The sybil tilts her head, as though listening; yet she doesn't afford Teo the opportunity to interject an edgewise query. Hears, instead, what could be asked, even as she answers that very thing. "The wolf howls. Will howl. Has howled. He is angry; the raven flies with wings of fire. It must not come to ground." Her head shifts slightly, gaze seeming to center once more upon Teo. "Still beyond the horizon, dancing in the skyfire. Arthur is the moment; is first. But not, never again, last."

"I can live with that," Ghost answers, after a protracted moment. Then a brief pause, a philosophical shrug, sort of a joke except that he doesn't particularly expect any of the company— outside or within him— to laugh: "Or die of it. Wouldn't kill me either way." Arrogance, certainly, but only the sort due one who's given a great deal of thought to one's untimely demise. You tend to save a little time for it, once you've experienced it once.

Wolf, raven. Symbols, not always people. His brow creases, once, committing these words to memory in as much detail as he's capable of in fleeting time. Lions come closer to their concrete perimeter, angle their heads back to study the silhouettes above. Ghost pries out another mouthful of ice cream. "Nice of you to say so like I'm going to live long enough to learn and grow enough to give a fuck about all that up ahead."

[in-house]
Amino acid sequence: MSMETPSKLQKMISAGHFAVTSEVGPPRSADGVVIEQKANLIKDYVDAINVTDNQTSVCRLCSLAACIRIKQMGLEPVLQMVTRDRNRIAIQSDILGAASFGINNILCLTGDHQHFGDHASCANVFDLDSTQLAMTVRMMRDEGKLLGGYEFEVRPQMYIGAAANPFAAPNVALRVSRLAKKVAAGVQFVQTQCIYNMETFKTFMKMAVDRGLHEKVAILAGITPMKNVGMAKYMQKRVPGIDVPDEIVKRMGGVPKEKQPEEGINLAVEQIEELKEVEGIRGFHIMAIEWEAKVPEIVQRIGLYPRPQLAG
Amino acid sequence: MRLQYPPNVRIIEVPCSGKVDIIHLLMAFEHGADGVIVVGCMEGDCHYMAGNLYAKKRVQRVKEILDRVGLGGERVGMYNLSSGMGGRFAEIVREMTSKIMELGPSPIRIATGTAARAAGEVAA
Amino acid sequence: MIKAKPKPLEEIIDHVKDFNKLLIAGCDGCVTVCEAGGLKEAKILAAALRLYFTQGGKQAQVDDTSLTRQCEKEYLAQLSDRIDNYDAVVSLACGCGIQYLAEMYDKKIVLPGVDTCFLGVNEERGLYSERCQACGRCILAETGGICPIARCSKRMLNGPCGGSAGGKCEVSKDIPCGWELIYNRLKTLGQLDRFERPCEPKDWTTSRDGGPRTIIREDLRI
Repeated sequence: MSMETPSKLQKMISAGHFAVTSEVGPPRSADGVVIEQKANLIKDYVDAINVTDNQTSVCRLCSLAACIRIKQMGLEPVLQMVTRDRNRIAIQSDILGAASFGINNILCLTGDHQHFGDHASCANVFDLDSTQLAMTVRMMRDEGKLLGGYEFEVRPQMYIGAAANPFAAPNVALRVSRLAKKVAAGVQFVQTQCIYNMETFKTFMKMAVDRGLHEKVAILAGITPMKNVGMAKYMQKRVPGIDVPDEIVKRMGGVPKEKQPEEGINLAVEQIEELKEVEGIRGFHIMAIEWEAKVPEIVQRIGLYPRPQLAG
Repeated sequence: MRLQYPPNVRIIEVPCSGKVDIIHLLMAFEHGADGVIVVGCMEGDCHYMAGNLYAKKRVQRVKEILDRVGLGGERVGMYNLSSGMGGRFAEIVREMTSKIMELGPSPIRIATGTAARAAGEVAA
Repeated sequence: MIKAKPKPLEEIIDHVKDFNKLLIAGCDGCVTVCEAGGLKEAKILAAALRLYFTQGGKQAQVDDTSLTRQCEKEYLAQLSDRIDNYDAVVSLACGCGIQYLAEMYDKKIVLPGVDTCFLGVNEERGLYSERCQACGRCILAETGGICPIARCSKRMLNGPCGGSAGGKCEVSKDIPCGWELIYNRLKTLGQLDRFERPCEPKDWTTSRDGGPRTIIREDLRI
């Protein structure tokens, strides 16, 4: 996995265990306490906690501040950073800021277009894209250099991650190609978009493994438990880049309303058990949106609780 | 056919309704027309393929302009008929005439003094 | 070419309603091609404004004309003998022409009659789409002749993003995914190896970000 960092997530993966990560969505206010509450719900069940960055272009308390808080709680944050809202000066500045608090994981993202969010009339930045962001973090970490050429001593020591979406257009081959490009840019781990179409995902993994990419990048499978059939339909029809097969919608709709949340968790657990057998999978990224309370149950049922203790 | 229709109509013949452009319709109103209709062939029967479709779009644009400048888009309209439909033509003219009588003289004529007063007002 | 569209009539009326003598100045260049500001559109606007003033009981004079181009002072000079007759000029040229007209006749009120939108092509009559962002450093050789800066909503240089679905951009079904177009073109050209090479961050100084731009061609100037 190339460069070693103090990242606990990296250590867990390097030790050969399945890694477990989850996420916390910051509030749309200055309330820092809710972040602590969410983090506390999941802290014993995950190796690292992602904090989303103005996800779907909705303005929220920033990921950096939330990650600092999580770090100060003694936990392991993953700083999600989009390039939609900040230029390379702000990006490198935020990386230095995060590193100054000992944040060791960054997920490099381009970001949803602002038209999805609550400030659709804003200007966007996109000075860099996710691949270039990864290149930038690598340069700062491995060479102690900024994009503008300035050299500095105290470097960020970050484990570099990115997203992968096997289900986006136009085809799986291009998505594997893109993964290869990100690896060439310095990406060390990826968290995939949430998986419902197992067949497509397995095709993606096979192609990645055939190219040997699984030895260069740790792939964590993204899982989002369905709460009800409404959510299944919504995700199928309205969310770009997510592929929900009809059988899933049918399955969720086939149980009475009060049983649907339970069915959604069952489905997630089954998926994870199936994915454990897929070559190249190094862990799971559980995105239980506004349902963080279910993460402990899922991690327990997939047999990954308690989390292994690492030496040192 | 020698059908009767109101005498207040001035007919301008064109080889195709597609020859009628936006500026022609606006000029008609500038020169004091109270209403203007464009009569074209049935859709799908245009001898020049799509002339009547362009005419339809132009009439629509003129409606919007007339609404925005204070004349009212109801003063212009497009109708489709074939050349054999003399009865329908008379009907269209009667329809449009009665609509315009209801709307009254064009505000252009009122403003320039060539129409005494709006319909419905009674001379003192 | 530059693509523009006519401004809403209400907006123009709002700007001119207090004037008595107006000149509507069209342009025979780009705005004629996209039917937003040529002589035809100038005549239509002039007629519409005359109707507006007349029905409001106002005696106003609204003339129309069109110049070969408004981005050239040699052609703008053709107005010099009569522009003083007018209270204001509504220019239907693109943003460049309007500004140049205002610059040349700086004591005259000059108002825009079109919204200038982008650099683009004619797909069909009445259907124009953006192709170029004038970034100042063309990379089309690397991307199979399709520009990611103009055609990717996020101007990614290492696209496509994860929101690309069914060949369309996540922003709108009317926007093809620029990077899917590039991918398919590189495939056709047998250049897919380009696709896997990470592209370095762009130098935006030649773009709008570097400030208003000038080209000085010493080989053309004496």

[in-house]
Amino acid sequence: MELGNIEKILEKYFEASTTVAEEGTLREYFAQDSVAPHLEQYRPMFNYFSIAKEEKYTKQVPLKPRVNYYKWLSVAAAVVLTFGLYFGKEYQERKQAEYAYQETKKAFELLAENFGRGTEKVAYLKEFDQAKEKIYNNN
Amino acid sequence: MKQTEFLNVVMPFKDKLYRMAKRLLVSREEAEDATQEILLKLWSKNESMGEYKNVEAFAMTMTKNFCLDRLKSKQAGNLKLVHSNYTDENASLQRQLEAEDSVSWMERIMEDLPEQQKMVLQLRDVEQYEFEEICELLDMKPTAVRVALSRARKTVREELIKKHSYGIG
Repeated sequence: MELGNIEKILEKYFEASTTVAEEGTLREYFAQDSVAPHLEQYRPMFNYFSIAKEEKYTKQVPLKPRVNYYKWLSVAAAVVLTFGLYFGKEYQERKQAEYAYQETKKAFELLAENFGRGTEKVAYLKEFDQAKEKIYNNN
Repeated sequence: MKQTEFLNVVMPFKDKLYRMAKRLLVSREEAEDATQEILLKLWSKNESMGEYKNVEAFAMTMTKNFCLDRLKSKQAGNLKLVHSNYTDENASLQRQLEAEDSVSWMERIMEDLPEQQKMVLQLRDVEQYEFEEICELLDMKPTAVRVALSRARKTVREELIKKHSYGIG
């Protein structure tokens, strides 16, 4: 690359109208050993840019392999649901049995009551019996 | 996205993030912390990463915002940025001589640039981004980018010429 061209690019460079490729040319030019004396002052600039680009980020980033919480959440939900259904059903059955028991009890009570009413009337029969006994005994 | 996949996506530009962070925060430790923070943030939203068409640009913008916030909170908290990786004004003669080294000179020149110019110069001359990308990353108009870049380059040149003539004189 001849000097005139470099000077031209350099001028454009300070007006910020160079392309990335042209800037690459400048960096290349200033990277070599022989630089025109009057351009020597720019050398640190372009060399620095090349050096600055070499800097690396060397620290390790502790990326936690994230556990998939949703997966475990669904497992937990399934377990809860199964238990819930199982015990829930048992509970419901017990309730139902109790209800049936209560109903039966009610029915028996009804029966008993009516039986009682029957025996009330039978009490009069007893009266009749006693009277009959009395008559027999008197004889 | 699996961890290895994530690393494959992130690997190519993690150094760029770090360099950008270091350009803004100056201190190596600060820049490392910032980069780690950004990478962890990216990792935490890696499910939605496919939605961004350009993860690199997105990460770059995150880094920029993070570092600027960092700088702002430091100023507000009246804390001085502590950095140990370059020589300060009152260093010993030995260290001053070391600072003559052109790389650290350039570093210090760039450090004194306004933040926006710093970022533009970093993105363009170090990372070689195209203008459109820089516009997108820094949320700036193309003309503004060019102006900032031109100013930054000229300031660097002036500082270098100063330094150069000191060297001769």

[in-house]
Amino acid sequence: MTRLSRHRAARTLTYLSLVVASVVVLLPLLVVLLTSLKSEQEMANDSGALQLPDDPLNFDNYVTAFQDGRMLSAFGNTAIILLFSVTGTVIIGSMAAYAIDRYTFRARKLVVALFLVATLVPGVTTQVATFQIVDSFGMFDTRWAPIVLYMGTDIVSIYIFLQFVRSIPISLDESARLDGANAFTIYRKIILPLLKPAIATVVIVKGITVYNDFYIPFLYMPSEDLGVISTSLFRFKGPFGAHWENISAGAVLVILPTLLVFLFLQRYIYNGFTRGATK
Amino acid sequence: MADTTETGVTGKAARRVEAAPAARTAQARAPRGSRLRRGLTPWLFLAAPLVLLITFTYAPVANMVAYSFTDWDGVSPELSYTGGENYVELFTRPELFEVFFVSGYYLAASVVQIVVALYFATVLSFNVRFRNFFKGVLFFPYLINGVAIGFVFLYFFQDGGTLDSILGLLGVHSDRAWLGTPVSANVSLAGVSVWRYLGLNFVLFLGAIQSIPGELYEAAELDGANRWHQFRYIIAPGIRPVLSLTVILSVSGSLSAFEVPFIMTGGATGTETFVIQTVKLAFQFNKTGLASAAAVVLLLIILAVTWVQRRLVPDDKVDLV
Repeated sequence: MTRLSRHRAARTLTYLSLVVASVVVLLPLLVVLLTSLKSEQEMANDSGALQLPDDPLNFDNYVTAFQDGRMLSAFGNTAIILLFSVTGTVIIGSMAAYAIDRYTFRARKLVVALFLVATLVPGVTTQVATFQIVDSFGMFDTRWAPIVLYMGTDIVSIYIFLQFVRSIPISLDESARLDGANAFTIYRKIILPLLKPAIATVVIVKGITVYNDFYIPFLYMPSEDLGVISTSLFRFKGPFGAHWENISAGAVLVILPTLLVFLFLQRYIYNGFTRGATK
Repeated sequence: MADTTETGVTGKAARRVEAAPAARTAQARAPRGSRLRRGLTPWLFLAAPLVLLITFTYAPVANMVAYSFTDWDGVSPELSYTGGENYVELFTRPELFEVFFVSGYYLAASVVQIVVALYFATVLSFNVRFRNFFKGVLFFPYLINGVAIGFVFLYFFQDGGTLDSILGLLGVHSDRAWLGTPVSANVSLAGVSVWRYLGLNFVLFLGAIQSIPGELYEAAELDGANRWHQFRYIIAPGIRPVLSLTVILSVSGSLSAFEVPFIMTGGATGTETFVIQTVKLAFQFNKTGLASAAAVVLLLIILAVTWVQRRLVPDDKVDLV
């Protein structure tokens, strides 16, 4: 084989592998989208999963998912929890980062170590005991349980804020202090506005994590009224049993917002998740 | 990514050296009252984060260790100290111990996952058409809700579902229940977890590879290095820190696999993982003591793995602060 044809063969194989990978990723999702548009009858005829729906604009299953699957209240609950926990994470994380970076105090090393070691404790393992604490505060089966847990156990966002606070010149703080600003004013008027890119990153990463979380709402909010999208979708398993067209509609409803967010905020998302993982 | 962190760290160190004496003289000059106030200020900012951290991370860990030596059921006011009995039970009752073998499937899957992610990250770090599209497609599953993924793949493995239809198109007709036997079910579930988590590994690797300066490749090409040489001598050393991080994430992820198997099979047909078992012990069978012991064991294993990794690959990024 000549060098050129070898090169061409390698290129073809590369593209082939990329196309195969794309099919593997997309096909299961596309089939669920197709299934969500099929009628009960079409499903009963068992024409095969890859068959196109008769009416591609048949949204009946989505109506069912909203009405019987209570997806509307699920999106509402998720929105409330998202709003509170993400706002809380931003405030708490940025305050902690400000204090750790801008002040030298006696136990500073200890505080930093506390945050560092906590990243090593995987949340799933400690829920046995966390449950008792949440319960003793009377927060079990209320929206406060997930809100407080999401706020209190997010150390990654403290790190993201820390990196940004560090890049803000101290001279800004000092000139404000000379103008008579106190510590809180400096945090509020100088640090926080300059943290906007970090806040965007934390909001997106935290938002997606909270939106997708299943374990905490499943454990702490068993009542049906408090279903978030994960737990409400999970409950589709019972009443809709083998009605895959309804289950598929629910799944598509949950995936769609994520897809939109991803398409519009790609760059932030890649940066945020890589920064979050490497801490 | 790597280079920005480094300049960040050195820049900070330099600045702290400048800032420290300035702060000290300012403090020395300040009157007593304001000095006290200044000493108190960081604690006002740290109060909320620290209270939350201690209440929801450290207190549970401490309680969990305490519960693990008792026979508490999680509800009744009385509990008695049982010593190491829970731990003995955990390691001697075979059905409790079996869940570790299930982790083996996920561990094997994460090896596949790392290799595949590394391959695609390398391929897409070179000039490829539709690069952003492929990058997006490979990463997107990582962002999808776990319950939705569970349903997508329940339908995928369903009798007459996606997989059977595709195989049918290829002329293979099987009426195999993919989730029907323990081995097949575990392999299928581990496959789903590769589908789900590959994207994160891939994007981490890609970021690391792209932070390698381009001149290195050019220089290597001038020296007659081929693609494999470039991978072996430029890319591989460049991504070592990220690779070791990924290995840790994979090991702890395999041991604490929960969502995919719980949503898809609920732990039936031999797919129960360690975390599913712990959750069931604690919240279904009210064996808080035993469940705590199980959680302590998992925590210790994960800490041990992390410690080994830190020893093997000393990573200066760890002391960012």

"So we shouldn't plan any vacations, is what you're saying," comes Cardinal's dry response to the words spoken by the sybil, the spoon stirring about in the chilled cream before digging out another dollop of it to feed his sweet tooth. He swallows, then gestures with the spoon vaguely through the air, "I know a wolf, but I doubt it's the same one. Don't know any ravens, m'afraid."

Tilting her head, Tamara regards Cardinal, her eyes a little less dark, a little more blue. "The lark has a song about the raven. You heard it. She hears just enough." Looking over her shoulder at the lions for a moment, the sybil subsequently drops off her perch, brushes her fingers against Ghost's arm. "Being snide doesn't change what the mirror holds," she reminds him gently. "You need only remember." Walking past the duo, Tamara turns around to look at them once more, the velvet pouch held securely in one hand. "Is there anything else?"

The ghost's mouth finds a thinner line, not quite harsh but almost a smile, like a strip of wire being pulled in opposite directions and drawn downward by a faint lassitude of gravity. "I'm not being snide.

"I'm being" he pauses here, perhaps strangely, reluctant to admit this for whatever reason. That he likes being alive, still. Seems selfish, somehow, after the decade he's had, the months he's put everybody else through. Teo and Gabriel probably won't think so, when they claw their way back to lucidity enough to recall and remark. "Grateful."